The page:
“COVID-19 VACCINE NOT YET AVAILABLE” read the dual MS Word signs that have been hanging on the doors of our local Walgreens for at least a week, possibly longer. I can only imagine the conversation that sparked them, probably held a thousand times daily:
Previously on Midlife Crisis Crossover:
In addition to our annual road trips, my wife Anne and I have a twice-yearly tradition of spending our respective birthdays together traveling to some new place or attraction as a one-day road trip — partly as an excuse to spend time together on those most wondrous days, partly to explore areas we’ve never experienced before. We’re the Goldens. It’s who we are and what we do.
Well, at least we did before 2020. Anne turned 50 this year, but for work-related reasons involving the Age of Coronavirus, I’m currently not allowed to leave the state of Indiana for the foreseeable future. Anne did some local travel research, a longtime hobby of hers (you have no idea how many of our future road trips she’s already mapped out), and came up with a few things she thought would be fun to do on a Saturday in autumn. Naturally we had to start with a long walk around someplace with millions of leaves changing colors. When you live in Indiana, it’s what you do. After picking up some sugar for breakfast, our first attraction of the day was McCormick’s Creek State Park, southwest of Indianapolis…
…which was a pleasant place to hang out and get some exercise, but also oddly had far more signs than the average state park. Someone in charge thought, what better way to liven up nature than by footnoting it every few hundred feet?
Previously on Midlife Crisis Crossover, there was a prologue:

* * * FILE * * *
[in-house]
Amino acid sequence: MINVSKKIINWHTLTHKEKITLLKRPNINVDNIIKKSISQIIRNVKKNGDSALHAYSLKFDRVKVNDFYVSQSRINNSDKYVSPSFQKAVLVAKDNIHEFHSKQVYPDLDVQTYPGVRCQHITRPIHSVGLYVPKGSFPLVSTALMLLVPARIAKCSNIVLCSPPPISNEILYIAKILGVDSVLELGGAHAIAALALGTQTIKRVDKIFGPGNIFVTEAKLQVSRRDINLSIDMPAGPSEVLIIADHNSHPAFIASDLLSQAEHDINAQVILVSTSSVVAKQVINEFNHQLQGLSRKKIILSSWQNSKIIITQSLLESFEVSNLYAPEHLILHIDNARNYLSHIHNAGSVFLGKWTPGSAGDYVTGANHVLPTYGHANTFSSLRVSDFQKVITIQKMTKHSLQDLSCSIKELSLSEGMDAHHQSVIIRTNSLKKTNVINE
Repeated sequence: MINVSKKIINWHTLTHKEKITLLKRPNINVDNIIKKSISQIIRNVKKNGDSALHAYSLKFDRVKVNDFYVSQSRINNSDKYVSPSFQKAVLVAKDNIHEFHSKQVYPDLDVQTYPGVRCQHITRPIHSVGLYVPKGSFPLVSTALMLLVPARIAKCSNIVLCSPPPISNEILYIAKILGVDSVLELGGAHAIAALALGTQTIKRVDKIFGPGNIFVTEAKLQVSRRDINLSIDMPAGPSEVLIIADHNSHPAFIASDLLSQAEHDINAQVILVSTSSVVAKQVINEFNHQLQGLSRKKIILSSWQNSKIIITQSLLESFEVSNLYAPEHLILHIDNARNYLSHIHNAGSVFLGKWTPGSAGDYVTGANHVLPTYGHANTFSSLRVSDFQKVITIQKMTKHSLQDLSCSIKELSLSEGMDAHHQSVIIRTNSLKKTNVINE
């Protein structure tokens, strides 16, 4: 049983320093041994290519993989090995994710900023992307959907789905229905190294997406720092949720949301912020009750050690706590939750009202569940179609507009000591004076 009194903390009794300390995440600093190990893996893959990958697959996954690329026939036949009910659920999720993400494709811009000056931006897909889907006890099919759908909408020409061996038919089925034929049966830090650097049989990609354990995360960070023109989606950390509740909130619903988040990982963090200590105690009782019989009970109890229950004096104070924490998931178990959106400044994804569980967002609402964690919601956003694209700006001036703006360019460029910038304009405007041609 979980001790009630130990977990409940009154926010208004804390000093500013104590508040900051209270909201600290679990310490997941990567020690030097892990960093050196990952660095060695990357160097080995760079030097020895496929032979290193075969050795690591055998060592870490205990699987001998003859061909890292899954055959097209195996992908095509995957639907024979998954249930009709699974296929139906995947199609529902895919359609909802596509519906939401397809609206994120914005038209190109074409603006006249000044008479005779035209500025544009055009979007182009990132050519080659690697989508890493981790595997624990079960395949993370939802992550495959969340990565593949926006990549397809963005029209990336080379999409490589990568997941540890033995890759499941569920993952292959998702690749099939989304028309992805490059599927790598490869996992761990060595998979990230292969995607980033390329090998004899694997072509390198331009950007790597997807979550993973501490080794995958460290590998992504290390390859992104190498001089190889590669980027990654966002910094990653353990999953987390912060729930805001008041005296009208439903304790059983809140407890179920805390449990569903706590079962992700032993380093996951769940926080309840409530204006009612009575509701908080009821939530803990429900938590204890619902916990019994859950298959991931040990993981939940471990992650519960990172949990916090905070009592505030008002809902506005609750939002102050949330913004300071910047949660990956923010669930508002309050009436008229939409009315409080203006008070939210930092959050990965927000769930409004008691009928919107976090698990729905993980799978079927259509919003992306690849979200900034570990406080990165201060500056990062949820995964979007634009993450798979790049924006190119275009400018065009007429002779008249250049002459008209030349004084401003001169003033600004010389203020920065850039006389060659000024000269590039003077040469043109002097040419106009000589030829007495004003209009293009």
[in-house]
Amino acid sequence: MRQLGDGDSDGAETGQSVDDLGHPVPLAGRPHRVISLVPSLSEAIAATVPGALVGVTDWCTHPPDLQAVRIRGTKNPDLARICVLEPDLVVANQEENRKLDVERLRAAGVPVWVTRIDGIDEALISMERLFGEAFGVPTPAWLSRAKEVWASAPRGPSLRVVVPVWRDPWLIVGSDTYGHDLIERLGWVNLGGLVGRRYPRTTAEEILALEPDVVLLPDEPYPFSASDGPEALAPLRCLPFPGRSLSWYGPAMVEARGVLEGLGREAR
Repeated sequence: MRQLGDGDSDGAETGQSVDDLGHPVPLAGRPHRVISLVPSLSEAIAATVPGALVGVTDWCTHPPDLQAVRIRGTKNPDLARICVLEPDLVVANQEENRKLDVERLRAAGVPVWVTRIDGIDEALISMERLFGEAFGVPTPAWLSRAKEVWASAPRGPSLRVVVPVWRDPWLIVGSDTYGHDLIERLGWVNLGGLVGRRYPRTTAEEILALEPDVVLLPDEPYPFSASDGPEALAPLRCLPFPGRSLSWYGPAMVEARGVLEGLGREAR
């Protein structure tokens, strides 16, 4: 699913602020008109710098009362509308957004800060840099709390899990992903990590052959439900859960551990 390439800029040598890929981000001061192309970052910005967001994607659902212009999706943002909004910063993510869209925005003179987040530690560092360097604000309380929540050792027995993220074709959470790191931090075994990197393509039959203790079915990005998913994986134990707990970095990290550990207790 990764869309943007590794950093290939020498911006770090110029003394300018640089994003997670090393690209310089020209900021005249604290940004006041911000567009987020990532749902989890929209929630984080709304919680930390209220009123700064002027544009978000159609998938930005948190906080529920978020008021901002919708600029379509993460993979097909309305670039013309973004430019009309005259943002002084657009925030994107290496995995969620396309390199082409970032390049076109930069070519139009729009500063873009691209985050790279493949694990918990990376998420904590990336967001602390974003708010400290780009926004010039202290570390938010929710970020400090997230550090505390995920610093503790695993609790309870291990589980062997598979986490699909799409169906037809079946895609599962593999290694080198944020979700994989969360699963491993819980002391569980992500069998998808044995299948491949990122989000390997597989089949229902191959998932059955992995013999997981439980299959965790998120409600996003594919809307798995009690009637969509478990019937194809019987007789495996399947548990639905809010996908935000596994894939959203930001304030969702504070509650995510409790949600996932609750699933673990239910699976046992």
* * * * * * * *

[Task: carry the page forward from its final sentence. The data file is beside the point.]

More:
Every year since 1999 my wife Anne and I have taken a trip to a different part of the United States and visited attractions, wonders, and events we didn’t have back home in Indianapolis. From 1999 to 2003 we did so as best friends; from 2004 to the present, as husband and wife. My son tagged along from 2003 until 2013 when he ventured off to college. We’ve taken two trips by airplane, but are much happier when we’re the ones behind the wheel — charting our own course, making unplanned stops anytime we want, availing ourselves of slightly better meal options, and keeping or ruining our own schedule as dictated by circumstances or whims. We’re the Goldens. It’s who we are and what we do.
For years we’ve been telling friends in other states that we’d one day do Atlanta’s Dragon Con, one of the largest conventions in America that isn’t in California or New York. We’d been in Atlanta, but we hadn’t really done Atlanta. Hence this year’s vacation, in which we aimed for a double proficiency in Atlanta tourism and over-the-top Dragon Con goodness…
We’ve already shared the fun true story of our very first Dragon Con in twelve excessive parts, seven of which were devoted to Best Parade Ever. We have a few outtakes tucked away for later use, but for now we’re ready to move on, a week after everyone else already did.
Before we went to Dragon Con, there was the road trip to get there, and the good times to be had before the great times at the big show.
Every empty marquee tells a story:
Once upon a time, there was a community gathering place where citizens and neighbors shared adventure, laughter, heartbreak, tension, jingoism, victory, sorrow, dreams, and amazement in a cozy, rarefied atmosphere bereft of stereo sound, digital imagery, comfortable upholstery, or ads teaching you baseline smartphone manners. Many a childhood memory was born there, many a relationship begun there, many a care in the world set aside for two hours inside a temporary escape hatch offering inspiration or respite.
Something something something, and then it closed forever and now it’s an eyesore, and did you hear about the acrimonious lawsuits raging behind closed doors as we speak, but hey, at least we have a Redbox kiosk on every other corner. And they all lived in isolation ever after.
The name of the town changes like a Mad Libs answer. Sometimes the part about the lawsuits is redacted because no one cares enough to sue anyone else over its demise. But the rest of the story is frequently the same.